- Scientific studies proved beliefs regarding Jesus Christ’s presumed burial site
- Although the study did not conclude whether it was Christ’s actual tomb,
- They did verify the time frame of the historical beliefs
Traditional beliefs regarding the site of Jesus’ alleged tomb, has recently been verified by scientific studies.
The tests showed that the material taken from what is believed to be the burial chamber of Jesus Christ, can be traced back to the fourth century.
This supports historical beliefs that 300 years after the death of Christ, the Romans constructed a memorial there, which is now the Church of the Holy Sepulchre.
However, the study provided no additional evidence that Jesus was in fact buried at the site in Jerusalem.
No similar testing has ever been conducted at the site, which is now the Church of the Holy Sepulchre, during the era of Constantine the Great.
Restoration work resulted in the cave, where Jesus is believed to be buried, to be opened for the first time in centuries. This provided an opportunity for the mortar to be tested.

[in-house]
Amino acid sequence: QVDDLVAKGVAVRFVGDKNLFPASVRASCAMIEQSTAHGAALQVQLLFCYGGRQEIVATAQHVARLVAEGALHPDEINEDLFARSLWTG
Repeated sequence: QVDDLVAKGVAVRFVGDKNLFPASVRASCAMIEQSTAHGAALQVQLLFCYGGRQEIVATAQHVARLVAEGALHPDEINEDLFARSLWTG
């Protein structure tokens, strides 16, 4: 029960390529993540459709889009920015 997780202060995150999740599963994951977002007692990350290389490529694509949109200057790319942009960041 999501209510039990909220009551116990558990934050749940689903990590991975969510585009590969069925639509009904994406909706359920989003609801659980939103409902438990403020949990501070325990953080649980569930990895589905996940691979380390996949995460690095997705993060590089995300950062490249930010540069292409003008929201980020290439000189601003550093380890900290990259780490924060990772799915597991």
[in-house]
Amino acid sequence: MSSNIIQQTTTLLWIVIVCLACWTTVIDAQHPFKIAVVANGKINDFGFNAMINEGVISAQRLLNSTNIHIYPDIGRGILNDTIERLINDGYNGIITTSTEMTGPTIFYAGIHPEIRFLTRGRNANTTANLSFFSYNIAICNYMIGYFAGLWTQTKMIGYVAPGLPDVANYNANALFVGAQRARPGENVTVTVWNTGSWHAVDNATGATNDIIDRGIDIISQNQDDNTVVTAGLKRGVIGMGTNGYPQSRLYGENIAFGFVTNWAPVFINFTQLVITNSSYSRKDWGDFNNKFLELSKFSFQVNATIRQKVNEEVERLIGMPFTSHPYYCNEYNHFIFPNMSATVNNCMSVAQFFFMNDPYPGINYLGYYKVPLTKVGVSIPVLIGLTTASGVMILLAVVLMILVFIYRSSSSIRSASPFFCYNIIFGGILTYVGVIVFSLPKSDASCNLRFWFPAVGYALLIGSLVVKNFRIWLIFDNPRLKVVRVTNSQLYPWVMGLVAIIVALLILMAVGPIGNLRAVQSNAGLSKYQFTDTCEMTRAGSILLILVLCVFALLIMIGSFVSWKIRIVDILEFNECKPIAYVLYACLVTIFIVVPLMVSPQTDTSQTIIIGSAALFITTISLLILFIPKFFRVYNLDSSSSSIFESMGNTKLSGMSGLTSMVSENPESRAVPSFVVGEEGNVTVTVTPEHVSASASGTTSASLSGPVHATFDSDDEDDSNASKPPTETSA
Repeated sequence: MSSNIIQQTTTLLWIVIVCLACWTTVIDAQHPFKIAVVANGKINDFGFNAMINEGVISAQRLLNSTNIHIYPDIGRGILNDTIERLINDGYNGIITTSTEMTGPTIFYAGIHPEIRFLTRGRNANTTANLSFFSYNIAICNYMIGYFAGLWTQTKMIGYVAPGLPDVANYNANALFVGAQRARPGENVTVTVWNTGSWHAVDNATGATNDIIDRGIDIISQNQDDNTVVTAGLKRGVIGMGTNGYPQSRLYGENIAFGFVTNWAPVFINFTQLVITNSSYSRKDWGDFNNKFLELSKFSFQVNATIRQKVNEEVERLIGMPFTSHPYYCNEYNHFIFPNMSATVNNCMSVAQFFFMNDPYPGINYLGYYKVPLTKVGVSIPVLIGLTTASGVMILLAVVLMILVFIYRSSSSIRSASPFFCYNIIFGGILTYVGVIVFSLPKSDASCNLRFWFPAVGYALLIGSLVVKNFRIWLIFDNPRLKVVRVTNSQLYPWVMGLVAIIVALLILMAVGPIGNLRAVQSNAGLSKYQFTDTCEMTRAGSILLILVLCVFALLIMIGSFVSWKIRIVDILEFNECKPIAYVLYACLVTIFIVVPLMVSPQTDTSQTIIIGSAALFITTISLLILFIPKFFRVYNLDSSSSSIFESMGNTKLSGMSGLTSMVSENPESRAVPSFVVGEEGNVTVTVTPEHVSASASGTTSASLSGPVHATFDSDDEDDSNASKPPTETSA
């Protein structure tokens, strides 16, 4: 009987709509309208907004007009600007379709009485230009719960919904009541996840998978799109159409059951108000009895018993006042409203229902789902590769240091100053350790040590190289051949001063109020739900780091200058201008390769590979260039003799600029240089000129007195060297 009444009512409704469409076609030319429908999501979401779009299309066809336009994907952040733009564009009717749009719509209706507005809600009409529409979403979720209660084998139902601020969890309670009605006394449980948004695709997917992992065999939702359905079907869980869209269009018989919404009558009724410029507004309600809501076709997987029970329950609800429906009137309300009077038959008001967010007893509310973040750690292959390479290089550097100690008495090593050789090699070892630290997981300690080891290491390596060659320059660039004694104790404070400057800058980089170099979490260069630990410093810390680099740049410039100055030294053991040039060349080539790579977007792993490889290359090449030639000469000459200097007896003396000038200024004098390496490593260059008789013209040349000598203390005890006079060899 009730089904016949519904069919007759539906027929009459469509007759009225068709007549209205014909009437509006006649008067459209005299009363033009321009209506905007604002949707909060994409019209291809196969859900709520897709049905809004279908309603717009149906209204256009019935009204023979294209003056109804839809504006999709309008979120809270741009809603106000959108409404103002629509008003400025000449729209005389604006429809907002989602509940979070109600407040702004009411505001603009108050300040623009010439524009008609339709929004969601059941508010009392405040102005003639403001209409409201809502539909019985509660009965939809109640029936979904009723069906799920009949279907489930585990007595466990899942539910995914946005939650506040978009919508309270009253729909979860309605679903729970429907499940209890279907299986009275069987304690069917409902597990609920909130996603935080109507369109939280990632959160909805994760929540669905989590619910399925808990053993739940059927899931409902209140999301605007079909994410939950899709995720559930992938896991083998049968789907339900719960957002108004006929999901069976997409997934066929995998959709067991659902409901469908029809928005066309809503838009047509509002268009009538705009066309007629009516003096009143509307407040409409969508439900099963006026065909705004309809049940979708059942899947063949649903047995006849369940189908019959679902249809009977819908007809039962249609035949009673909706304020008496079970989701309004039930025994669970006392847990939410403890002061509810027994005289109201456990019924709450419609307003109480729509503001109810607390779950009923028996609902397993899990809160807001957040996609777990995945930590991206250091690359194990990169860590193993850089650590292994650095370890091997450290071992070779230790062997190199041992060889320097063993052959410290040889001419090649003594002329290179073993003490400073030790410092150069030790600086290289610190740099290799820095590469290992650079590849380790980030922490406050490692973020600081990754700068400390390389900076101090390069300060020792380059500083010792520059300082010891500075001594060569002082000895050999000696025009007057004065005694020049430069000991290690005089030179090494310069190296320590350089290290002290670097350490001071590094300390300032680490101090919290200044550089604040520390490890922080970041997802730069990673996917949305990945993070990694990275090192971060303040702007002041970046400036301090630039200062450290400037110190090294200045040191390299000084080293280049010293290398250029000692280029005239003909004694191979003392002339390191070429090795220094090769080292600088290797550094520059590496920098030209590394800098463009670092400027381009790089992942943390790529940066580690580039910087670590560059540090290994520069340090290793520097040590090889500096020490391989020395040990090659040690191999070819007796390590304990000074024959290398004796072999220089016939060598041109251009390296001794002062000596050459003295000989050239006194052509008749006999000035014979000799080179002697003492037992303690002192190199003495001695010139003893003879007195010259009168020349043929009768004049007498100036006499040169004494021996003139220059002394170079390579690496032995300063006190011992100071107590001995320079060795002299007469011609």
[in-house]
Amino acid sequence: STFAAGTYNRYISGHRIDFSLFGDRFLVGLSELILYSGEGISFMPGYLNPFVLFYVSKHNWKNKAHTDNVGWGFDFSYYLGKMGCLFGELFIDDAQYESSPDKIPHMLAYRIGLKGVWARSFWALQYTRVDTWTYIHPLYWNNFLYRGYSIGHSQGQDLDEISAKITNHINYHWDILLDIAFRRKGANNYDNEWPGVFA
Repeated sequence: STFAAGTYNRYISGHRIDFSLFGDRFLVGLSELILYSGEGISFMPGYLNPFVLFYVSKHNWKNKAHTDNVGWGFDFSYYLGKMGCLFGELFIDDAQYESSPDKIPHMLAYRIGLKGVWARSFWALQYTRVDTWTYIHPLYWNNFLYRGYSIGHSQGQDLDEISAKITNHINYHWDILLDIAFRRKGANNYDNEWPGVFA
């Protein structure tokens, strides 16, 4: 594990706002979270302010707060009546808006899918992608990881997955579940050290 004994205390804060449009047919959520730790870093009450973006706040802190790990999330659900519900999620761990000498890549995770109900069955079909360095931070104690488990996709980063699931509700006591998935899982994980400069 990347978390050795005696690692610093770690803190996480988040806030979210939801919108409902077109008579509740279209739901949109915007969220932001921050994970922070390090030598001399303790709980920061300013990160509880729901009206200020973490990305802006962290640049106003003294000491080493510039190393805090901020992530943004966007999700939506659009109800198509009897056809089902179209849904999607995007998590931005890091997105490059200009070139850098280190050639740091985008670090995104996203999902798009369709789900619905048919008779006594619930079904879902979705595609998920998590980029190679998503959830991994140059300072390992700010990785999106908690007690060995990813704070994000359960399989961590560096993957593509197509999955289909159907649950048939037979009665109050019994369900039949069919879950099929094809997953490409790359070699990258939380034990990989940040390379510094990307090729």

Briefly.co.za gathered that restoration work was put on hold for decades because of arguments between the three church dominations who share control over the Church; the Greek Orthodox, Armenian and Roman Catholic.
Antonia Moropoulou, a specialist in preservation from the National Technical University of Athens, said that the finding was of utmost importance, since it asserts that, as historically indicated, Constantine the Great was responsible for encasing the tomb of Christ with the marble slabs in the Edicule.
She continued by saying that the dating of the mortar stretched throughout the Byzantine era, the Crusades, the Renaissance period and beyond.
The Citizen reported that it is believed that Constantine built the memorial dedicated to Jesus, when he began the Roman empire’s transition to Christianity.
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